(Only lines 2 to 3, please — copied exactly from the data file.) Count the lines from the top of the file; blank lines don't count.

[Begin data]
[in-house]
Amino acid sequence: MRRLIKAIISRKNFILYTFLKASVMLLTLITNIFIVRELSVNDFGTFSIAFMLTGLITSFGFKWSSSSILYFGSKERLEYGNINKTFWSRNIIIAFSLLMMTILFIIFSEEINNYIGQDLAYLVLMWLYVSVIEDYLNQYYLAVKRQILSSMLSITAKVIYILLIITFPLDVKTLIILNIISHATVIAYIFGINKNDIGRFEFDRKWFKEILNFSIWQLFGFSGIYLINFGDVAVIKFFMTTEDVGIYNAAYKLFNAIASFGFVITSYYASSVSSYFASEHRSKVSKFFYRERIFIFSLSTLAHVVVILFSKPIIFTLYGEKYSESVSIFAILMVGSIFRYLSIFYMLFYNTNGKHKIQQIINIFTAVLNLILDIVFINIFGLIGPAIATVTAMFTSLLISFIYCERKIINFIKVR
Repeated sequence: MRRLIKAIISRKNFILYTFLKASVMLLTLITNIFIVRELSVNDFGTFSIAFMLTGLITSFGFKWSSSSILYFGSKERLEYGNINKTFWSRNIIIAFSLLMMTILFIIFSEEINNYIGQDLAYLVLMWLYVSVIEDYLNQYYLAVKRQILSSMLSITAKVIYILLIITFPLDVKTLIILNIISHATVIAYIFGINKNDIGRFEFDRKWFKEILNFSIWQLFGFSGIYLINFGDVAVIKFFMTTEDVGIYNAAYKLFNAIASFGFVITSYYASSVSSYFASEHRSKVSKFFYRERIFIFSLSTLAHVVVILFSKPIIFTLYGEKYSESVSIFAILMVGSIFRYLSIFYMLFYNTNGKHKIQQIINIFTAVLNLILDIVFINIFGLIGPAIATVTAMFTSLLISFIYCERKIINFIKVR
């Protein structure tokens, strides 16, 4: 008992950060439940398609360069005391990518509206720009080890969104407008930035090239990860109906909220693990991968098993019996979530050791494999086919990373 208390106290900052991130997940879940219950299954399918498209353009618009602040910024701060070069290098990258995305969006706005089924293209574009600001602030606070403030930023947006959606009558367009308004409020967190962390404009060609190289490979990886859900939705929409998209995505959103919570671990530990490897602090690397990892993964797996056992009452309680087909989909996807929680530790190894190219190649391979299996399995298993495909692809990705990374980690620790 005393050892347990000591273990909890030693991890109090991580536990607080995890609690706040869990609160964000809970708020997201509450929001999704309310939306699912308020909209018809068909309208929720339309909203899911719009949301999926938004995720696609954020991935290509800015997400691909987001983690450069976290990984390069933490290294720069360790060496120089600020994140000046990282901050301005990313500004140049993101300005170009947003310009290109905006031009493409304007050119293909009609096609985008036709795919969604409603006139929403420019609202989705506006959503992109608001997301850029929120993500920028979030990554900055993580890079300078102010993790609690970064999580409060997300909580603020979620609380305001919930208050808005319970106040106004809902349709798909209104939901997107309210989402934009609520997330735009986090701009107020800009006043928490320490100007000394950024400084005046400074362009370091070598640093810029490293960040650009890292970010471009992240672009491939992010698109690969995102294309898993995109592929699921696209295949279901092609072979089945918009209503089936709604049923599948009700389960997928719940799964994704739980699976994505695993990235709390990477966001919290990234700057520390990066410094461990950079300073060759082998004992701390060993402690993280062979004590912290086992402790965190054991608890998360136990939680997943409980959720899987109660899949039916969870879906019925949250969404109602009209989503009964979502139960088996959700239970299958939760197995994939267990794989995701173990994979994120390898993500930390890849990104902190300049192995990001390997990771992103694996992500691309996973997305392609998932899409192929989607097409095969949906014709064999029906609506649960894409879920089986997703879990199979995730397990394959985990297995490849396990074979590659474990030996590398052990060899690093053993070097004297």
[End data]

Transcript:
Amino acid sequence: MRRLIKAIISRKNFILYTFLKASVMLLTLITNIFIVRELSVNDFGTFSIAFMLTGLITSFGFKWSSSSILYFGSKERLEYGNINKTFWSRNIIIAFSLLMMTILFIIFSEEINNYIGQDLAYLVLMWLYVSVIEDYLNQYYLAVKRQILSSMLSITAKVIYILLIITFPLDVKTLIILNIISHATVIAYIFGINKNDIGRFEFDRKWFKEILNFSIWQLFGFSGIYLINFGDVAVIKFFMTTEDVGIYNAAYKLFNAIASFGFVITSYYASSVSSYFASEHRSKVSKFFYRERIFIFSLSTLAHVVVILFSKPIIFTLYGEKYSESVSIFAILMVGSIFRYLSIFYMLFYNTNGKHKIQQIINIFTAVLNLILDIVFINIFGLIGPAIATVTAMFTSLLISFIYCERKIINFIKVR
Repeated sequence: MRRLIKAIISRKNFILYTFLKASVMLLTLITNIFIVRELSVNDFGTFSIAFMLTGLITSFGFKWSSSSILYFGSKERLEYGNINKTFWSRNIIIAFSLLMMTILFIIFSEEINNYIGQDLAYLVLMWLYVSVIEDYLNQYYLAVKRQILSSMLSITAKVIYILLIITFPLDVKTLIILNIISHATVIAYIFGINKNDIGRFEFDRKWFKEILNFSIWQLFGFSGIYLINFGDVAVIKFFMTTEDVGIYNAAYKLFNAIASFGFVITSYYASSVSSYFASEHRSKVSKFFYRERIFIFSLSTLAHVVVILFSKPIIFTLYGEKYSESVSIFAILMVGSIFRYLSIFYMLFYNTNGKHKIQQIINIFTAVLNLILDIVFINIFGLIGPAIATVTAMFTSLLISFIYCERKIINFIKVR